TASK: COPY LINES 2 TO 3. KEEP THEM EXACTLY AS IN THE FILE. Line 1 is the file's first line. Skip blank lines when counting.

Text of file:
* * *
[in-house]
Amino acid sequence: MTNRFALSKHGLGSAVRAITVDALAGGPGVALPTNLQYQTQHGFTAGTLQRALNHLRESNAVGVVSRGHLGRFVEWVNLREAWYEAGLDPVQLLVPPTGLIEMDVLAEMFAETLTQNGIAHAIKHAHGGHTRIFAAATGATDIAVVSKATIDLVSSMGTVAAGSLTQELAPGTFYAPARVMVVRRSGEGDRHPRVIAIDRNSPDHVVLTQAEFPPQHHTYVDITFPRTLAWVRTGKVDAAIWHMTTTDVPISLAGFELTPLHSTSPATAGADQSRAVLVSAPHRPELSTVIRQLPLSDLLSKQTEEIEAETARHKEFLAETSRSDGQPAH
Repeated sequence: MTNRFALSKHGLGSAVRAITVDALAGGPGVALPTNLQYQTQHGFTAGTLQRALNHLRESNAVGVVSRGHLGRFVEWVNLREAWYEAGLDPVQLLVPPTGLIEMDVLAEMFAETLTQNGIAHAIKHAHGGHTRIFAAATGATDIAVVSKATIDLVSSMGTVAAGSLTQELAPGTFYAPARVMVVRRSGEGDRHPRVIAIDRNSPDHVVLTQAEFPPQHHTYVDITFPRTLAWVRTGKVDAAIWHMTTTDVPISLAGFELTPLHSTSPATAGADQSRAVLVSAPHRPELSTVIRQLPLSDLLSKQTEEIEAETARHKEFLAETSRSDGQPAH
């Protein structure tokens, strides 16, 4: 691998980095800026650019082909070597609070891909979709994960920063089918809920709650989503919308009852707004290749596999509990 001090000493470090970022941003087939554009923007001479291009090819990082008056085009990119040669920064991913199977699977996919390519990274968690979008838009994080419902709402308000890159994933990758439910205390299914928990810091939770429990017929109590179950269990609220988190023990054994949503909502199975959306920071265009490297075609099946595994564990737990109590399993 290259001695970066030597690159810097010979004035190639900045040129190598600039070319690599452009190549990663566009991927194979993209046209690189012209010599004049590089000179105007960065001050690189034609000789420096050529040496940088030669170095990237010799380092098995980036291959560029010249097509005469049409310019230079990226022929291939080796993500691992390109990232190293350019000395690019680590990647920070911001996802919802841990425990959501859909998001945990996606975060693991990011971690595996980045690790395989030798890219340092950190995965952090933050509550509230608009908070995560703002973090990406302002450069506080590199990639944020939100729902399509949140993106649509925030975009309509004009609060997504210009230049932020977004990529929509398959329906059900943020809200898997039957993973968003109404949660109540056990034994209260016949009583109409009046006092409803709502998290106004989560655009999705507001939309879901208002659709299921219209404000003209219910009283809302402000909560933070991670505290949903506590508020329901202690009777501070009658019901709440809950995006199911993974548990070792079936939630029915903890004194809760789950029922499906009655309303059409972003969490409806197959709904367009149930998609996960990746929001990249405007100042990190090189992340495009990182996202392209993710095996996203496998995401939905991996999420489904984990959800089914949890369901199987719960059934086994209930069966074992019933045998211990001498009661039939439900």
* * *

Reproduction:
Amino acid sequence: MTNRFALSKHGLGSAVRAITVDALAGGPGVALPTNLQYQTQHGFTAGTLQRALNHLRESNAVGVVSRGHLGRFVEWVNLREAWYEAGLDPVQLLVPPTGLIEMDVLAEMFAETLTQNGIAHAIKHAHGGHTRIFAAATGATDIAVVSKATIDLVSSMGTVAAGSLTQELAPGTFYAPARVMVVRRSGEGDRHPRVIAIDRNSPDHVVLTQAEFPPQHHTYVDITFPRTLAWVRTGKVDAAIWHMTTTDVPISLAGFELTPLHSTSPATAGADQSRAVLVSAPHRPELSTVIRQLPLSDLLSKQTEEIEAETARHKEFLAETSRSDGQPAH
Repeated sequence: MTNRFALSKHGLGSAVRAITVDALAGGPGVALPTNLQYQTQHGFTAGTLQRALNHLRESNAVGVVSRGHLGRFVEWVNLREAWYEAGLDPVQLLVPPTGLIEMDVLAEMFAETLTQNGIAHAIKHAHGGHTRIFAAATGATDIAVVSKATIDLVSSMGTVAAGSLTQELAPGTFYAPARVMVVRRSGEGDRHPRVIAIDRNSPDHVVLTQAEFPPQHHTYVDITFPRTLAWVRTGKVDAAIWHMTTTDVPISLAGFELTPLHSTSPATAGADQSRAVLVSAPHRPELSTVIRQLPLSDLLSKQTEEIEAETARHKEFLAETSRSDGQPAH